A 60-year-old prisoner died by suicide at the Massachusetts Correctional Institution in Norfolk on Nov. 17, the state Department of Correction confirmed Tuesday.
The prisoner, Jorge Zerquera, was found at about 10:30 p.m. and sent by ambulance to a local hospital, where he died about an hour later, state prison officials said. His was the third suicide death in the state’s largest medium security prison since 2013, state officials say.
Advocates and people behind bars have expressed concerns about how Zerquera was treated in the days preceding his death. His suicide has also prompted broader concerns about highly structured units meant for prisoners with behavioral or other issues at Massachusetts state prisons.
Claire Masinton, a staff attorney at the state-funded Mental Health Legal Advisors Committee, said she heard from several prisoners at Norfolk who were “distraught and angry” about Zerquera’s death. He allegedly died in the prison’s Behavioral Assessment Unit, according to prisoners who reached out to Masinton. The unit is meant to house prisoners considered by the state to be an “unacceptable risk to safety,” where they can be confined for up to 21 hours a day.
“The real takeaway on the inside — and I think from a lot of folks on the outside — is this is all just solitary by a different name,” Masinton said.
Masinton on Monday received a letter from a concerned prisoner saying that Zerquera had been placed in the unit after an altercation with prison staff. He said correctional officers had “shaken down” his cell and withheld his medicine. He died hours later, according to the letter and other info she received from prisoners.
Bonnie Tenneriello, an attorney at Prisoners' Legal Services of Massachusetts, said she couldn’t confirm specifics of Zerquera’s death. However, she said conflicts with correctional officers often lead to people being sent to those units.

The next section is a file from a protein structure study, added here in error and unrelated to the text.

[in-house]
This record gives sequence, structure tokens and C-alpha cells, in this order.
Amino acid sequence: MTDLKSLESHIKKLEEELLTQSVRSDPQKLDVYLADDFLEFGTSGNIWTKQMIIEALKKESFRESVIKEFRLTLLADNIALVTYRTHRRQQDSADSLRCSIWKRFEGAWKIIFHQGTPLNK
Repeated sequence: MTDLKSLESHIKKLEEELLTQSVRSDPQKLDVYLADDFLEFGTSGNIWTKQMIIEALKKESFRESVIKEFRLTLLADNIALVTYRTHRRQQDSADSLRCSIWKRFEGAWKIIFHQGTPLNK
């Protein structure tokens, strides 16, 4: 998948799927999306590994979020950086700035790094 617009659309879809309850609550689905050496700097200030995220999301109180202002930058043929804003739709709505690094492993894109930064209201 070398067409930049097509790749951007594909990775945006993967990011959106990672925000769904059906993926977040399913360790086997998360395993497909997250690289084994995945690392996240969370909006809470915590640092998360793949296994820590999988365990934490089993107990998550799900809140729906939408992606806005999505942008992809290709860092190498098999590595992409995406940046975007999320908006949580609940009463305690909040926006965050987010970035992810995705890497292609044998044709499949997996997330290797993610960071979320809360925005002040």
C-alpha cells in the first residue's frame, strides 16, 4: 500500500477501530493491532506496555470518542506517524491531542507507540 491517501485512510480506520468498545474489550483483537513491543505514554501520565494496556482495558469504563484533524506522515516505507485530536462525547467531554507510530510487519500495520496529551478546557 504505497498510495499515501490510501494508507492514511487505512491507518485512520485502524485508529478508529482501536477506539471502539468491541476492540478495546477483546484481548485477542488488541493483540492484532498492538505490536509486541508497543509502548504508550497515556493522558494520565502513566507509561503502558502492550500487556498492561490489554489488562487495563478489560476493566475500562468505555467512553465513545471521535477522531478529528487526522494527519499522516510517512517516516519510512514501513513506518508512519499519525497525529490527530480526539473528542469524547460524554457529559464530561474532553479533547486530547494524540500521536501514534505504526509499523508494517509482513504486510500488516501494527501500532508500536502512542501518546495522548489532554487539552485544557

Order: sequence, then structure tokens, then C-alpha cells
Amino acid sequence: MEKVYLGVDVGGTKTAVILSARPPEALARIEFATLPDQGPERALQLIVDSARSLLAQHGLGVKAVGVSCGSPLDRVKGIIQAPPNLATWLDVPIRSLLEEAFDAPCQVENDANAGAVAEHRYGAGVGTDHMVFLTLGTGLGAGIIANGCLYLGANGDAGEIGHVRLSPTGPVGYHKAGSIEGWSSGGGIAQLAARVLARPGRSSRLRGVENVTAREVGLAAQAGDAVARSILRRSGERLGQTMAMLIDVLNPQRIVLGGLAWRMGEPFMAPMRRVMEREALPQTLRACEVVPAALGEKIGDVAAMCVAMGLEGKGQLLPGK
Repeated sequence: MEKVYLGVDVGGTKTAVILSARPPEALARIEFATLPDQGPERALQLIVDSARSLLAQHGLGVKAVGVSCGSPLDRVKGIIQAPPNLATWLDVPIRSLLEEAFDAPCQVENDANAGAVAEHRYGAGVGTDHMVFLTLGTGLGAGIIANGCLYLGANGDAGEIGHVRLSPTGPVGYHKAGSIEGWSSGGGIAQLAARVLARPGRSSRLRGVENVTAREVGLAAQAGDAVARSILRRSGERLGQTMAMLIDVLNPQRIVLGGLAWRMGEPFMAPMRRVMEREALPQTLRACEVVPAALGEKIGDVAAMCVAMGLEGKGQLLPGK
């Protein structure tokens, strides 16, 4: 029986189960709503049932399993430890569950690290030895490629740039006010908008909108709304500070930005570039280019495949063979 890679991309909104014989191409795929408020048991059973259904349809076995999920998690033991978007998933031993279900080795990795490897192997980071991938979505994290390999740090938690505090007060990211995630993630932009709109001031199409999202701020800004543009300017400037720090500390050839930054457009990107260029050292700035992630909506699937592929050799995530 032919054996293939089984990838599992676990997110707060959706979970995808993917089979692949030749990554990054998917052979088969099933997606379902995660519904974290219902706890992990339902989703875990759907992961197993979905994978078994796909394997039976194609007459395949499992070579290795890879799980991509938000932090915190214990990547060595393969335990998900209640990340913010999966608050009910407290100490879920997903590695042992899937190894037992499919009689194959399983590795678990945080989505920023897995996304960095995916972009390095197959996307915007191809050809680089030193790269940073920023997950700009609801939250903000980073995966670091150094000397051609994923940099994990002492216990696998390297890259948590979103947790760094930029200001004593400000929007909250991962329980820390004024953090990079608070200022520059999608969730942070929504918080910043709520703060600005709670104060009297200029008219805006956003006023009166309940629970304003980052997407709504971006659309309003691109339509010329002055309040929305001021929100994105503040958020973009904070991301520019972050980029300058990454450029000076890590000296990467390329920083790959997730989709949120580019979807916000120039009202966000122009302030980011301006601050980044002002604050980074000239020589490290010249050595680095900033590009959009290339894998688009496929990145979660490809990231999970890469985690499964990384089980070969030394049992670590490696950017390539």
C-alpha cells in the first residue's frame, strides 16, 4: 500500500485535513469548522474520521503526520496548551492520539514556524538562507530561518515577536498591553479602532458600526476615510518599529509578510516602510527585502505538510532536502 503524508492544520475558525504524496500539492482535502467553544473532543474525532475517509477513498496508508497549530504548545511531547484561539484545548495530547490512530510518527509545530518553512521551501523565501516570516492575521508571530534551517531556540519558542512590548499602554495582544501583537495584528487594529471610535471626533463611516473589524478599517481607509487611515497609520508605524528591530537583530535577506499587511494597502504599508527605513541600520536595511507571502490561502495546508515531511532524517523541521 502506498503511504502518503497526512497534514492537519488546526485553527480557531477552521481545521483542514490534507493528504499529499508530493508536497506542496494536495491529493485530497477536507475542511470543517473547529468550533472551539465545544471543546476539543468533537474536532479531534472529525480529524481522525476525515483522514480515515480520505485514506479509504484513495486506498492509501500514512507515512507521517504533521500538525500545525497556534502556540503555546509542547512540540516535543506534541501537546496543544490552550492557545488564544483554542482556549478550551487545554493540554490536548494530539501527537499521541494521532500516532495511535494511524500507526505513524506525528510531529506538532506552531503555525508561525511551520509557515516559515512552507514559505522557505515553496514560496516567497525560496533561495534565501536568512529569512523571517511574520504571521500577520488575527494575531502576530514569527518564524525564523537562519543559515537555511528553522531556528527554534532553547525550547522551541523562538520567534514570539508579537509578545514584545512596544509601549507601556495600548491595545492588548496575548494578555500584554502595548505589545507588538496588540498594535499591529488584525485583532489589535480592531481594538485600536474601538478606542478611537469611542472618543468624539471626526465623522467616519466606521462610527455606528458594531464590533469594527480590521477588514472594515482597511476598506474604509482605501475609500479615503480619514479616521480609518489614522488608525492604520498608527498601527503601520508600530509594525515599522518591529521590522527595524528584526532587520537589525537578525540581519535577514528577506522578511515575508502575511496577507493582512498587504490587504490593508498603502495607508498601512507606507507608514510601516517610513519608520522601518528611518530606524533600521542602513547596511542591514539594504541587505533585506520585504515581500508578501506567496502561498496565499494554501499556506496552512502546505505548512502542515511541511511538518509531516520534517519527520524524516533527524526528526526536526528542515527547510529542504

“What we have heard illustrates some of these systemic problems,” she said. “[Prisoners] live at the mercy and the discretion of the correctional staff.”
Also on Tuesday, officials from the Prisoners Legal Services called for a state investigation into the Secure Adjustment Unit at the state’s maximum security prison in Lancaster. In a press release, the nonprofit said they join a group of lawmakers and civil rights advocacy agencies seeking an investigation by Attorney General Andrea Campbell into the structured unit following a hunger strike by prisoners.
Behavioral Assessment Units are meant for prisoners who pose a risk to their own or other people’s safety, according to a state policy document. Secure Adjustment Units are housing units for prisoners that need structured programming and cognitive behavioral treatment, state documents show.
Department of Correction officials couldn’t immediately be reached for comment about the latest letter from Prisoner’s Legal Services. However, in the past, the state prison officials have defended the speciality units and denied they could be likened to solitary confinement.
State prison officials also said Tuesday that they couldn’t comment on specifics of Zerquera's medical history or about personnel matters. However, they said no correctional officers have had a “change in duty status” because of what happened in Norfolk. They said all unexpected deaths in state prisons prompt an internal investigation and a notice to the district attorney’s office.
Zerquera, the youngest son of Cuban immigrants, born in Chelsea, was nearing the end of his sentence and planned to move in with his sister upon his release, according to articles he wrote on Between the Bars, a blog for those in prison. State officials say he was an out-of-state transfer from Florida serving a first degree murder conviction.
Prison advocates say Zerquera was a well-liked prisoner and his death has taken everybody by surprise. Another prisoner wrote Masinton saying people at Norfolk were seeking answers about what happened.
“I think this tragedy points to some of the desperation that people feel within this system,” Tenneriello said. “Zerquera was really beloved.”